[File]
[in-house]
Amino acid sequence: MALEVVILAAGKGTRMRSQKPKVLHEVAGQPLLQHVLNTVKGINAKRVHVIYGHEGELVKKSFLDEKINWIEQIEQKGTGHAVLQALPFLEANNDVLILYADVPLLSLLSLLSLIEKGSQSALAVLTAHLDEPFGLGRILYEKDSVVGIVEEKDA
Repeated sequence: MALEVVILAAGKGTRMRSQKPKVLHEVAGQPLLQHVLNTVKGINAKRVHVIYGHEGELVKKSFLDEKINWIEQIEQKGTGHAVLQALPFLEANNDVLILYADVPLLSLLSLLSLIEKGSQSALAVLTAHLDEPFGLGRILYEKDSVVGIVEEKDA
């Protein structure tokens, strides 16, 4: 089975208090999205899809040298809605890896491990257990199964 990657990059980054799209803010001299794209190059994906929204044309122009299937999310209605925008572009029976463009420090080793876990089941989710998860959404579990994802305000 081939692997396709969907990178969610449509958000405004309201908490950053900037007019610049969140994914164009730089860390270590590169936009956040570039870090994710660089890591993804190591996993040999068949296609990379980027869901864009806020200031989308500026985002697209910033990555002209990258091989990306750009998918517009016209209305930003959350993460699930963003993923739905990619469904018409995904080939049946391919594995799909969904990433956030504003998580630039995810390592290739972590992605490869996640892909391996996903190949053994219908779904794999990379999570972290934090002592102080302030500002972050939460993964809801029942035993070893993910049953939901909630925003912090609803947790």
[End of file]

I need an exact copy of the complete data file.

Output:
[in-house]
Amino acid sequence: MALEVVILAAGKGTRMRSQKPKVLHEVAGQPLLQHVLNTVKGINAKRVHVIYGHEGELVKKSFLDEKINWIEQIEQKGTGHAVLQALPFLEANNDVLILYADVPLLSLLSLLSLIEKGSQSALAVLTAHLDEPFGLGRILYEKDSVVGIVEEKDA
Repeated sequence: MALEVVILAAGKGTRMRSQKPKVLHEVAGQPLLQHVLNTVKGINAKRVHVIYGHEGELVKKSFLDEKINWIEQIEQKGTGHAVLQALPFLEANNDVLILYADVPLLSLLSLLSLIEKGSQSALAVLTAHLDEPFGLGRILYEKDSVVGIVEEKDA
């Protein structure tokens, strides 16, 4: 089975208090999205899809040298809605890896491990257990199964 990657990059980054799209803010001299794209190059994906929204044309122009299937999310209605925008572009029976463009420090080793876990089941989710998860959404579990994802305000 081939692997396709969907990178969610449509958000405004309201908490950053900037007019610049969140994914164009730089860390270590590169936009956040570039870090994710660089890591993804190591996993040999068949296609990379980027869901864009806020200031989308500026985002697209910033990555002209990258091989990306750009998918517009016209209305930003959350993460699930963003993923739905990619469904018409995904080939049946391919594995799909969904990433956030504003998580630039995810390592290739972590992605490869996640892909391996996903190949053994219908779904794999990379999570972290934090002592102080302030500002972050939460993964809801029942035993070893993910049953939901909630925003912090609803947790």